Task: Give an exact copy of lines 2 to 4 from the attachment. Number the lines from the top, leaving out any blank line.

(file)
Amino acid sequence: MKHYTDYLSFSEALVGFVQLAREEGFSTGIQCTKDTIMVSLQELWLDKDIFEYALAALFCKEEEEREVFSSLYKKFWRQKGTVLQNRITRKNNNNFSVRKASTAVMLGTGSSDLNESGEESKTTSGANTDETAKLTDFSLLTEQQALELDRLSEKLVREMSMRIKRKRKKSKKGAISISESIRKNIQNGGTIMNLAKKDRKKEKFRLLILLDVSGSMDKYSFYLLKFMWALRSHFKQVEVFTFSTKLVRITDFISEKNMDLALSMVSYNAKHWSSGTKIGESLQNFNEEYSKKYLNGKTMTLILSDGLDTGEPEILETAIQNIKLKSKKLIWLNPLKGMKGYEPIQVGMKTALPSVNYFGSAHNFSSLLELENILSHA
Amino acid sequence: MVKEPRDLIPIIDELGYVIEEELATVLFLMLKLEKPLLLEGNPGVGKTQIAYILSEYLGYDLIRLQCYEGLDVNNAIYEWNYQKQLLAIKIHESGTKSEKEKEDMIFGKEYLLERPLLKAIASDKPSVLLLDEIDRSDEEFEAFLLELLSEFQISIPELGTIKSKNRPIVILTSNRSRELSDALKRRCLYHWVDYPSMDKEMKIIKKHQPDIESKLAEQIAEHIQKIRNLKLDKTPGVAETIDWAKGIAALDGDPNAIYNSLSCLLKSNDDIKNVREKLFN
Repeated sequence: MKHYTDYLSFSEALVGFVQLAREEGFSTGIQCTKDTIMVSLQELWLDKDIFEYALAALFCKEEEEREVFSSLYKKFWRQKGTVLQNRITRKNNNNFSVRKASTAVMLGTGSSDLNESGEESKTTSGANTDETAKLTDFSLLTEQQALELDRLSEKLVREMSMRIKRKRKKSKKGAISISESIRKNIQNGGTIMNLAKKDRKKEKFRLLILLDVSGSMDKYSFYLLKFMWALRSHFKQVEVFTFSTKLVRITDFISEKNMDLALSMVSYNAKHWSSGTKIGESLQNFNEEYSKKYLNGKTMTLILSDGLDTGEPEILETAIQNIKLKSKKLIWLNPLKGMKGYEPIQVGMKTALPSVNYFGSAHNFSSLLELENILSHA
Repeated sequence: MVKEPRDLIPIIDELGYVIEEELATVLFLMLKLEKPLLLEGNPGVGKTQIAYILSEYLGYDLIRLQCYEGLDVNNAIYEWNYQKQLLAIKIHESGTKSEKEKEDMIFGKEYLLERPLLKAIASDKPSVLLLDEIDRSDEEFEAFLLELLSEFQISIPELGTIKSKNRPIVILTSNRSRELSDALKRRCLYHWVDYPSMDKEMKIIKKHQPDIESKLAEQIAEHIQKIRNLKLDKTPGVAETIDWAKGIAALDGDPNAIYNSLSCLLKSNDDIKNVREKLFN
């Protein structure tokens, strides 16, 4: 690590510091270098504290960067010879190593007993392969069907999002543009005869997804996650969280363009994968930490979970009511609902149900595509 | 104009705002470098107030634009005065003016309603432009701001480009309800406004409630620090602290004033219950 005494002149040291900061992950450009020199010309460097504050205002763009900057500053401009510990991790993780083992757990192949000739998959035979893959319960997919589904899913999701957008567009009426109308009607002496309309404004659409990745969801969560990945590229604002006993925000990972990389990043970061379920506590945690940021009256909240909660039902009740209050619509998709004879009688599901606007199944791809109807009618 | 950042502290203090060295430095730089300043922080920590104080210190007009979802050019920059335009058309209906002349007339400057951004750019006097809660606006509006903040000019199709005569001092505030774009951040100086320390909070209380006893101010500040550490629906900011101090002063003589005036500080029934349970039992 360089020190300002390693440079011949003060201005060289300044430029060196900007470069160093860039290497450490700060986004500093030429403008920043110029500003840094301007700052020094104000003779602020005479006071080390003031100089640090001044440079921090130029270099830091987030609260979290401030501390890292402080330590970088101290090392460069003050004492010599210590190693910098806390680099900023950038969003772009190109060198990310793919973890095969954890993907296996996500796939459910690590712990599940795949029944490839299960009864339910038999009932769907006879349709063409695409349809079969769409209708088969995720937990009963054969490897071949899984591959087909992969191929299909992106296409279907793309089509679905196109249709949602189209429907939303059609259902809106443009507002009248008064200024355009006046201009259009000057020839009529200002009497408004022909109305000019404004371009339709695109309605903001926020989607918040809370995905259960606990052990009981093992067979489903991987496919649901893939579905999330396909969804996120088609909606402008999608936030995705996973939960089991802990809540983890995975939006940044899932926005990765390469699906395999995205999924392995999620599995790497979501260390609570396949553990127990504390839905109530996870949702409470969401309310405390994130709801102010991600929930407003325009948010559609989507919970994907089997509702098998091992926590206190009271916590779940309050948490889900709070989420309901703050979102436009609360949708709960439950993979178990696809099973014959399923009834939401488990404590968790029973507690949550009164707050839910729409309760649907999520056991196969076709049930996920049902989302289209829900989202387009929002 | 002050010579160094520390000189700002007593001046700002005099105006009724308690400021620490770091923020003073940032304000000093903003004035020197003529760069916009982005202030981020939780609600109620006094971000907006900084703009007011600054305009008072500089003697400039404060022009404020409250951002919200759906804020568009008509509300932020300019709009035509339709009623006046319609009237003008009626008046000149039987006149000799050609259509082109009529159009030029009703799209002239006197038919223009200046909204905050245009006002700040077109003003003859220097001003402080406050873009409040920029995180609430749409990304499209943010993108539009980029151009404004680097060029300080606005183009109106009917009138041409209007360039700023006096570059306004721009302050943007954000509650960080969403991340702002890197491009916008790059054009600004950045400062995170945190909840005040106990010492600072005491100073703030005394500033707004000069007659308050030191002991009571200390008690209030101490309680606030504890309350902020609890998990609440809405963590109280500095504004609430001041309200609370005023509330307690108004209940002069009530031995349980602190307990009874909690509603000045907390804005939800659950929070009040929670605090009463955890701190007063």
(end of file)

Amino acid sequence: MVKEPRDLIPIIDELGYVIEEELATVLFLMLKLEKPLLLEGNPGVGKTQIAYILSEYLGYDLIRLQCYEGLDVNNAIYEWNYQKQLLAIKIHESGTKSEKEKEDMIFGKEYLLERPLLKAIASDKPSVLLLDEIDRSDEEFEAFLLELLSEFQISIPELGTIKSKNRPIVILTSNRSRELSDALKRRCLYHWVDYPSMDKEMKIIKKHQPDIESKLAEQIAEHIQKIRNLKLDKTPGVAETIDWAKGIAALDGDPNAIYNSLSCLLKSNDDIKNVREKLFN
Repeated sequence: MKHYTDYLSFSEALVGFVQLAREEGFSTGIQCTKDTIMVSLQELWLDKDIFEYALAALFCKEEEEREVFSSLYKKFWRQKGTVLQNRITRKNNNNFSVRKASTAVMLGTGSSDLNESGEESKTTSGANTDETAKLTDFSLLTEQQALELDRLSEKLVREMSMRIKRKRKKSKKGAISISESIRKNIQNGGTIMNLAKKDRKKEKFRLLILLDVSGSMDKYSFYLLKFMWALRSHFKQVEVFTFSTKLVRITDFISEKNMDLALSMVSYNAKHWSSGTKIGESLQNFNEEYSKKYLNGKTMTLILSDGLDTGEPEILETAIQNIKLKSKKLIWLNPLKGMKGYEPIQVGMKTALPSVNYFGSAHNFSSLLELENILSHA
Repeated sequence: MVKEPRDLIPIIDELGYVIEEELATVLFLMLKLEKPLLLEGNPGVGKTQIAYILSEYLGYDLIRLQCYEGLDVNNAIYEWNYQKQLLAIKIHESGTKSEKEKEDMIFGKEYLLERPLLKAIASDKPSVLLLDEIDRSDEEFEAFLLELLSEFQISIPELGTIKSKNRPIVILTSNRSRELSDALKRRCLYHWVDYPSMDKEMKIIKKHQPDIESKLAEQIAEHIQKIRNLKLDKTPGVAETIDWAKGIAALDGDPNAIYNSLSCLLKSNDDIKNVREKLFN